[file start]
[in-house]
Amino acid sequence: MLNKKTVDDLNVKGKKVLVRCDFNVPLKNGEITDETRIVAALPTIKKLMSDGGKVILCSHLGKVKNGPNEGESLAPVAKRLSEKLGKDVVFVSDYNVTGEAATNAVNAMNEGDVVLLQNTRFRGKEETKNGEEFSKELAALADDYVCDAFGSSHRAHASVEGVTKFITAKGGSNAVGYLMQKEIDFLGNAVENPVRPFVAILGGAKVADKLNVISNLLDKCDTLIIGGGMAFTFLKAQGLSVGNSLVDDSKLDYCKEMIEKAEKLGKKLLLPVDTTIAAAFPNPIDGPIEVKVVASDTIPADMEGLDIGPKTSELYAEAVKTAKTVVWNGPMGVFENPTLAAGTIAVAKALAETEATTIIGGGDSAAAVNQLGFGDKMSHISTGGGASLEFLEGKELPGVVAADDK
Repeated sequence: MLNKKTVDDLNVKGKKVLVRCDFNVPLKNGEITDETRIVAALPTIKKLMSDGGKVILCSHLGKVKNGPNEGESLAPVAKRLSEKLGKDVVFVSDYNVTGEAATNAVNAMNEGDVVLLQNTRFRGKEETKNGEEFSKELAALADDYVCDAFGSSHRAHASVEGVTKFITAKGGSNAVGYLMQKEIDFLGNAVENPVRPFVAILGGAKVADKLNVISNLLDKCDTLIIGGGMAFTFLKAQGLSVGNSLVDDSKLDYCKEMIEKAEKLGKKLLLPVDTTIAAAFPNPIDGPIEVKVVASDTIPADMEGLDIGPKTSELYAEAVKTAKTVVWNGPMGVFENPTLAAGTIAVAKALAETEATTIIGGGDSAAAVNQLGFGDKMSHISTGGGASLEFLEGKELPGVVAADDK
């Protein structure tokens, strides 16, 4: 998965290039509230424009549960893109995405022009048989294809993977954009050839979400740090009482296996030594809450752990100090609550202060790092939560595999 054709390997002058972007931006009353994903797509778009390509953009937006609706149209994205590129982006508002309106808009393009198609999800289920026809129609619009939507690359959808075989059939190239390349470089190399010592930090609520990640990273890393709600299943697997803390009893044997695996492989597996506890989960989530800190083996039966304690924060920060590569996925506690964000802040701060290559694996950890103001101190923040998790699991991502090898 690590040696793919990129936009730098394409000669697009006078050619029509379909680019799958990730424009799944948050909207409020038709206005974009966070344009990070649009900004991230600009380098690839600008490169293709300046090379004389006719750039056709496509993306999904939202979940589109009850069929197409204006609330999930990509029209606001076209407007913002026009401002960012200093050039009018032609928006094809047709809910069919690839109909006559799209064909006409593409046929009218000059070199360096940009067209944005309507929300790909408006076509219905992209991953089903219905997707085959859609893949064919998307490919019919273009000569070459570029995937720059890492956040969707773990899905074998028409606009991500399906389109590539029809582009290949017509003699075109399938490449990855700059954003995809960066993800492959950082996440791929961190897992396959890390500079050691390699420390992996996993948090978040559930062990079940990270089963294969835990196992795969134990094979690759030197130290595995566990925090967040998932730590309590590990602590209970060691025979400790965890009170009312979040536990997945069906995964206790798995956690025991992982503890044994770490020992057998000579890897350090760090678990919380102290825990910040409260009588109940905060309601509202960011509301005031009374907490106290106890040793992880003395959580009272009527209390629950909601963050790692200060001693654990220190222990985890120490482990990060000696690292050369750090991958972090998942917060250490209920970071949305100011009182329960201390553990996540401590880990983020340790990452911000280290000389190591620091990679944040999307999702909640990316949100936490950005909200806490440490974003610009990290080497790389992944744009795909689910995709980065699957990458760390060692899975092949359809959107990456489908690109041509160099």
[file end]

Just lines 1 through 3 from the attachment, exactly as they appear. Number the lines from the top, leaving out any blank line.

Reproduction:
[in-house]
Amino acid sequence: MLNKKTVDDLNVKGKKVLVRCDFNVPLKNGEITDETRIVAALPTIKKLMSDGGKVILCSHLGKVKNGPNEGESLAPVAKRLSEKLGKDVVFVSDYNVTGEAATNAVNAMNEGDVVLLQNTRFRGKEETKNGEEFSKELAALADDYVCDAFGSSHRAHASVEGVTKFITAKGGSNAVGYLMQKEIDFLGNAVENPVRPFVAILGGAKVADKLNVISNLLDKCDTLIIGGGMAFTFLKAQGLSVGNSLVDDSKLDYCKEMIEKAEKLGKKLLLPVDTTIAAAFPNPIDGPIEVKVVASDTIPADMEGLDIGPKTSELYAEAVKTAKTVVWNGPMGVFENPTLAAGTIAVAKALAETEATTIIGGGDSAAAVNQLGFGDKMSHISTGGGASLEFLEGKELPGVVAADDK
Repeated sequence: MLNKKTVDDLNVKGKKVLVRCDFNVPLKNGEITDETRIVAALPTIKKLMSDGGKVILCSHLGKVKNGPNEGESLAPVAKRLSEKLGKDVVFVSDYNVTGEAATNAVNAMNEGDVVLLQNTRFRGKEETKNGEEFSKELAALADDYVCDAFGSSHRAHASVEGVTKFITAKGGSNAVGYLMQKEIDFLGNAVENPVRPFVAILGGAKVADKLNVISNLLDKCDTLIIGGGMAFTFLKAQGLSVGNSLVDDSKLDYCKEMIEKAEKLGKKLLLPVDTTIAAAFPNPIDGPIEVKVVASDTIPADMEGLDIGPKTSELYAEAVKTAKTVVWNGPMGVFENPTLAAGTIAVAKALAETEATTIIGGGDSAAAVNQLGFGDKMSHISTGGGASLEFLEGKELPGVVAADDK